That’s a mouthful, right? (See what I did there?)
Ironically, as we accumulate more and more knowledge about how our bodies work, we seem to become less and less cognizant of the things we put into it. We put uniquely designed fuel in our vehicles, but with the fuel for our bodies, we are much less intentional.
Why is that? Have we become so detached from the consequences of our decisions that we no longer see that what we put into our bodies has system-wide effects? I think so.
And how could our food not have an incredible impact on our functionality? With 3 meals a day and all of those snacks we adore, our digestive system is continually churning through food. We can’t afford (literally and metaphorically) to ignore that important role any longer.
Some people disagree with that, reminding us that our digestive system has the strength to handle anything. Yes, it does, with acid strong enough to melt through the floor, our digestive system can certainly conquer the garbage we give to it. But should it?
I suppose that’s up to you. And it’s a decision that recalls the decision Lord Voldemort must make: you may go ahead and drink the unicorn blood to live, but you will have “but a half-life, a cursed life.” Okay, so it’s not quite that dramatic, but you get the point — you can choose to sustain a standard American diet of fast, processed, hormone-infused food, but you won’t thrive.
Big steps forward, and lots of small steps back
We have creatively crafted solutions to many olden ailments — polio, smallpox, and on. However, we have, at the same time, developed modern, western ailments, ailments that burden those in developed nations (who eat the food of the western world). From arthritis, anxiety, and acne, to eczema, depression, and diabetes, our bodies aren’t functioning well at all. In a time of unprecedented scientific and technological advancement, our bodies are failing. Why? It’s in the food.
Our standard western diet breeds inflammation, immune dysfunction, and obesity. It overloads our detoxification capacities. And it slowly, but persistently wears us down, indiscriminately making us chronically ill, fatigued, and unhappy.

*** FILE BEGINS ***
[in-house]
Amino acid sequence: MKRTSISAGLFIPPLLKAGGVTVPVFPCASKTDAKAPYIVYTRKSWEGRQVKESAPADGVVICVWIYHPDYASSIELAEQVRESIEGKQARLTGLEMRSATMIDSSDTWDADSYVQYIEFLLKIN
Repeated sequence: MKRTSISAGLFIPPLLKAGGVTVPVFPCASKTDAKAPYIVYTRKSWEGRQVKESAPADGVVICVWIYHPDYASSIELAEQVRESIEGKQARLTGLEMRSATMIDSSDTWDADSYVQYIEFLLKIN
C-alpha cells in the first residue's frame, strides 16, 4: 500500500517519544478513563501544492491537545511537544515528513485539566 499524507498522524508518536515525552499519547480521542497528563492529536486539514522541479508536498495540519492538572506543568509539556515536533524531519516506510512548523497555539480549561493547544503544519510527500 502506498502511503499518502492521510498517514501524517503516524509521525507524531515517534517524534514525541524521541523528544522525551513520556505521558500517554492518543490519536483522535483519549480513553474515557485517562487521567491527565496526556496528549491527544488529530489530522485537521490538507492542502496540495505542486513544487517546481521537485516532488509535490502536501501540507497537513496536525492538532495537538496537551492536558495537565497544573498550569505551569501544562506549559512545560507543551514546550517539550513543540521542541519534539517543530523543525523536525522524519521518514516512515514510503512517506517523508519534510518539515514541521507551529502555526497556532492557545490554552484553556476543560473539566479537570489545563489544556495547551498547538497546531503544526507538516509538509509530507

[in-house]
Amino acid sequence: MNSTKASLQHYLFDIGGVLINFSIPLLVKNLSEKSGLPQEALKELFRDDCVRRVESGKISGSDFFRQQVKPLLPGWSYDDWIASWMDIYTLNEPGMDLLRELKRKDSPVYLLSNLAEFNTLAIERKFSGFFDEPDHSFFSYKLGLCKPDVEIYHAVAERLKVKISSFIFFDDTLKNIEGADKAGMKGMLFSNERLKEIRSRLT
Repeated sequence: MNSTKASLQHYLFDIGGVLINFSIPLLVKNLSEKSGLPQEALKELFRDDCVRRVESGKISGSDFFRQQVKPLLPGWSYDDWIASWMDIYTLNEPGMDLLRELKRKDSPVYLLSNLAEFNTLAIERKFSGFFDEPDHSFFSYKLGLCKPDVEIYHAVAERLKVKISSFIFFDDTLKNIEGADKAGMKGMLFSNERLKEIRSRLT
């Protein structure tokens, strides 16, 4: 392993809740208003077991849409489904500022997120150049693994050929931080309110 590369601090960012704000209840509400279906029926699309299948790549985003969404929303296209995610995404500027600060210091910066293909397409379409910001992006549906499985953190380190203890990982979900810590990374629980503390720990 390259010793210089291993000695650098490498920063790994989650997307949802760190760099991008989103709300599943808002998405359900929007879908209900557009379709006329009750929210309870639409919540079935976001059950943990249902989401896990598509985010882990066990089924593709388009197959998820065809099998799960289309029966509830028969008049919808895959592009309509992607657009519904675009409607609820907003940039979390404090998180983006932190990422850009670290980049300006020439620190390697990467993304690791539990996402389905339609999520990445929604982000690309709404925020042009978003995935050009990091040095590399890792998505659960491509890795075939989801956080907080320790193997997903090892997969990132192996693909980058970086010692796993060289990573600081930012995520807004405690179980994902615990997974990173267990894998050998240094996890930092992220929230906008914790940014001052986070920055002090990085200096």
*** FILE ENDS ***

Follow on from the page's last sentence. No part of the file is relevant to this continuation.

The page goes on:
While there are innumerable studies that demonstrate the inextricable link between food and functionality, I’ll share my own experience here. When I entered university, I was struck with crippling anxiety; the stress and the displacement was unnerving to me. Very swiftly, chronic, moderately-severe acne covered my face and persistent eczema covered the rest of me. As you would expect, I desperately sought the dermatologist, who issued oral antibiotics and topical creams that stopped the skin lesions from forming. While they eased my immediate suffering, they did me a great disservice by misguiding me: they didn’t tell me that skin problems come from within, not without.
After 2 years on the antibiotics, I knew that I had to seek an alternative (long-term antibiotic use has harrowing effects on us). As the acne was again overtaking my face, I called a functional doctor — a doctor who practices medicine considered alternative to our general medical field. He said, “I’d like to consider your diet.” I thought, “Well, he clearly isn’t taking this seriously. I have acne, not indigestion.” I had no digestive symptoms. 0. No bloating, gas, diarrhea, indigestion, reflux — nothing. I was desperate (and thankful that someone at least cared to try to seek a root cause), so I moved forward with him.
When I did an elimination diet (eliminating common offending foods like gluten, dairy, soy, corn, additives, etc.), I saw relief. When I paired food elimination with Glutagenics (a product designed to stimulate intestinal cell regrowth), I flourished immediately. The eczema eased, the acne dissipated, and, to my potentially greater surprise, my anxiety left. I found myself happy, peaceful, and healthy. It was in this moment that I realized that our modern medicine is missing the mark: we don’t need just new medications, we need a new diet. You can buy Glutagenics here:
Really, we need an old diet — one filled with organic meats, vegetables, fruits, and herbs. It’s been nearly 2 years since I embraced this new lifestyle, and it’s been incredibly rewarding. It’s not about eliminating the western diet; it’s about discovering a new diet that betters honors your life. And there’s a lot of good food out there.
I would never recommend foregoing the doctor; we are fortunate to have access to modern healthcare. What I do recommend, because I’ve seen the incredible impact it can have, is to also explore a natural, holistic approach to health and healing. You might be delightfully surprised and relieved at what you find.
I seek not to push products or programs. I seek to share with others what the doctors failed to share with me: it’s in the food.
This is a platform to discuss and reflect on ideas, advancements, questions, and other musings. I am neither a health expert nor a member of clergy. The only authority I have to speak is my experience — I yield no degree or certification to give you medical, psychological, or religious advice. This is simply where minds come to meet and broaden.
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